Hellowell, M. and Ralston, M. 2015. The equity implications of health system change in the UK, in Smith, K., Hill, S. & Bambra, C. (eds.). Health Inequalities: Critical Perspectives. Oxford University Press, 11. See: http://ukcatalogue.oup.com/product/9780198703358.do
Colla, P, Hellowell, M, Vecchi, V and Gatti, S. 2015. Determinants of the cost of capital for privately financed hospital projects in the UK, Health Policy. DOI: http://dx.doi.org/10.1016/j.healthpol.2015.08.018
Hellowell, M and Vecchi, V. 2015. The Non-Incremental Road to Disaster? Agency Problems in the Commissioning of Infrastructure Projects in the UK and Italy, Journal of Comparative Policy Analysis, DOI: 10.1080/13876988.2015.1016773
Hellowell, M. 2015. Public Investment as a Driver of Economic Development and Growth, In Caselli, S, et al (eds), Public-Private Partnerships for Infrastructure and Business Development, New York, Palgrave Macmillan, ch. 3
Hellowell, M, Vecchi, V and Caselli, S. 2015. Return of the state? An appraisal of policies to enhance access to credit for infrastructure-based PPPs, Public Money and Management, Volume 35, Issue 1, pp. 35:1, 71-78, DOI: 10.1080/09540962.2015.986898
Hellowell, M. 2014. The return of PFI – will the NHS pay a higher price for new hospitals? London: The Centre for Health and the Public Interest. Available: http://chpi.org.uk/wp-content/uploads/2015/02/CHPI-PFI-Return-Nov14-2.pdf
Hellowell, M. 2013. PFI Redux?: Assessing a New Model for Financing Hospitals, Health policy, 113(1-2), 77-85, DOI: 10.1016/j.healthpol.2013.09.008.
Vecchi, V, Hellowell, M, Gatti, S. 2013. Does the private sector receive an excessive return from investments in health care infrastructure projects? Evidence from the UK, Health Policy. Vol. 110, issue 2, pp. 243-270.
Vecchi, V and Hellowell, M. 2013. Leasing by public authorities in Italy: creating economic value from a balance sheet illusion, Public Money & Management, Vol. 33, No.1, pp. 63-70.
Vecchi, V and Hellowell, M. 2012. Securing a Better Deal from Investors in Public Infrastructure Projects: Insights from Capital Budgeting, Public Management Review.
Hellowell, M and Vecchi, V. 2012. What return for Risk? The Price of Equity Capital in Public-Private Partnerships. In Greve, C and Hodge, G (eds), Rethinking Public-Private Partnerships: Strategies for Turbulent Times, Abingdon, Oxon; New York, NY: Routlege, ch. 3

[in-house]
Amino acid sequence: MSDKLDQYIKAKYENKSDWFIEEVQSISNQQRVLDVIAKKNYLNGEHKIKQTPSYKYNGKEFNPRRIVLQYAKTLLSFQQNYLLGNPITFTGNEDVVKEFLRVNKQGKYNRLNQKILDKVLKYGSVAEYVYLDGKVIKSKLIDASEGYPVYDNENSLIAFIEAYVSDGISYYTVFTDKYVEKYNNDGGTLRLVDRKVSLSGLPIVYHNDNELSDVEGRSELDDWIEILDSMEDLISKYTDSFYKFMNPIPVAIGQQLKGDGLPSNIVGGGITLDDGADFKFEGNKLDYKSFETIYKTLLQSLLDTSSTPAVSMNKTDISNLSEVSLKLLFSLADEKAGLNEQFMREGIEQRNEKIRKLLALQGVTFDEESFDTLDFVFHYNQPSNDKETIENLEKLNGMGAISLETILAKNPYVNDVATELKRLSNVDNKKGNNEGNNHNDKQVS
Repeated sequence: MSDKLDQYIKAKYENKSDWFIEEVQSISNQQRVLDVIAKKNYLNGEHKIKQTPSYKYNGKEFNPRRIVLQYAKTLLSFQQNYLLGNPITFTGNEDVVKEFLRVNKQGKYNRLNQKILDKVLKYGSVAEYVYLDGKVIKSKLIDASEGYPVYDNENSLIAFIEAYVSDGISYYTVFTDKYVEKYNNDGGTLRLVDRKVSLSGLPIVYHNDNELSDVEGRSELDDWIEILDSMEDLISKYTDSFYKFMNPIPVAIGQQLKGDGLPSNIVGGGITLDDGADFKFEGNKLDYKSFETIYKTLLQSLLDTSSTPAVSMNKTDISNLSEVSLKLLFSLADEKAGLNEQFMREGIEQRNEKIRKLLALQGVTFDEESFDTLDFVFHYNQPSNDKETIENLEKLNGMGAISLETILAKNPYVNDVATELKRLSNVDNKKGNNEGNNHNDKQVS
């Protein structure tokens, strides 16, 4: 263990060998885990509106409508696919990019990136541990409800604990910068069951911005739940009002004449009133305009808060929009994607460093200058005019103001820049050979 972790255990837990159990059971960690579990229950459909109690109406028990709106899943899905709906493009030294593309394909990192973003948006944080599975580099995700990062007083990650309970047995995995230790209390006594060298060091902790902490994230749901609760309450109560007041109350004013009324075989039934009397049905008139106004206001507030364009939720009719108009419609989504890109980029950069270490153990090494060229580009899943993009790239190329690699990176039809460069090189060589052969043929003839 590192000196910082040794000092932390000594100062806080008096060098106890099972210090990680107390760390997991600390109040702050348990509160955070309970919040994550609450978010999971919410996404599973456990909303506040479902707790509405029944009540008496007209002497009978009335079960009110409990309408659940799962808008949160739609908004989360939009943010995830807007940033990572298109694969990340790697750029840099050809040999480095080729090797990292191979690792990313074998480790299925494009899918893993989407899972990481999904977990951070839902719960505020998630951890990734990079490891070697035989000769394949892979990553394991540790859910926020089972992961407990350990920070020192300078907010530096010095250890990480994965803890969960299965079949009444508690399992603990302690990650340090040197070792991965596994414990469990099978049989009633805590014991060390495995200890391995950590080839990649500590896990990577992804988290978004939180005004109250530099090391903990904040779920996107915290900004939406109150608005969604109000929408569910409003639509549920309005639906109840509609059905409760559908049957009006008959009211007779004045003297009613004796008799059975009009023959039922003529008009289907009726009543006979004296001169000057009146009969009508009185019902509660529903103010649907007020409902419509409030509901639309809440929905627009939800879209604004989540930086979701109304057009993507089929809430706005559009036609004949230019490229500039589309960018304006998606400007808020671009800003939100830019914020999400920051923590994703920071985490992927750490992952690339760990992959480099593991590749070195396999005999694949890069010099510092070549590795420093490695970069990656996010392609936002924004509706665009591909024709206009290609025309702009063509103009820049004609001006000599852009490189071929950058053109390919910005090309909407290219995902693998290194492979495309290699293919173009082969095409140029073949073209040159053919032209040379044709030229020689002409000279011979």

Smith, K and Hellowell, M. 2012. Beyond Rhetorical Differences: A Cohesive Account of Post-devolution Developments in Health Policy', Social Policy and Administration, Vol.46, No.2, p.178-198.
Hellowell, M and Vecchi, V. 2012. An evaluation of the projected returns to investors on 10 PFI projects commissioned by the National Health Service, Financial Accountability and Management, Vol.28, No.1, p.77-100.
Vecchi, V, Hellowell, M and Longo, F. 2010. Are Italian healthcare organisations paying too much for their public private partnerships?, Public Money and Management. Vol. 30(2), pp. 125-132.
Hellowell, M and Pollock, AM. 2010. Do PPPs in social infrastructure enhance the public interest?, Australian Journal of Public Administration, Vol. 69, No. S1, pp. S23-S34.
Hellowell, M. 2010. The private finance initiative: policy, performance and prospects. In Hodge, G, Greve, C and Boardman, A, International Handbook on Public-Private-Partnerships. Edward Elgar.
Hellowell, M and Pollock, AM. 2009. The private financing of NHS hospitals: politics, policy and practice, Economic Affairs. Vol.29. No.1, pp.13-19.
Hellowell, M and Pollock, AM. 2009. Non-profit distribution: the Scottish approach to private finance in public services, Social Policy and Society. Vol 8 (3), pp. 405-418.
Hellowell, M and Pollock AM. 2007. The PFI: Scotland's Plan for Expansion and its Implications, Public Money and Management. Vol. 27 (5), pp. 351-255.
Mark is Programme Director of the MSc Global Health Policy. He is also Course Organiser for the on-campus and online courses in Health Systems Analysis (at both undergraduate and postgraduate levels). He holds a PhD in Global Health Policy, an MSc in Finance, an MSc in Public Policy, and a PGCert in Teaching.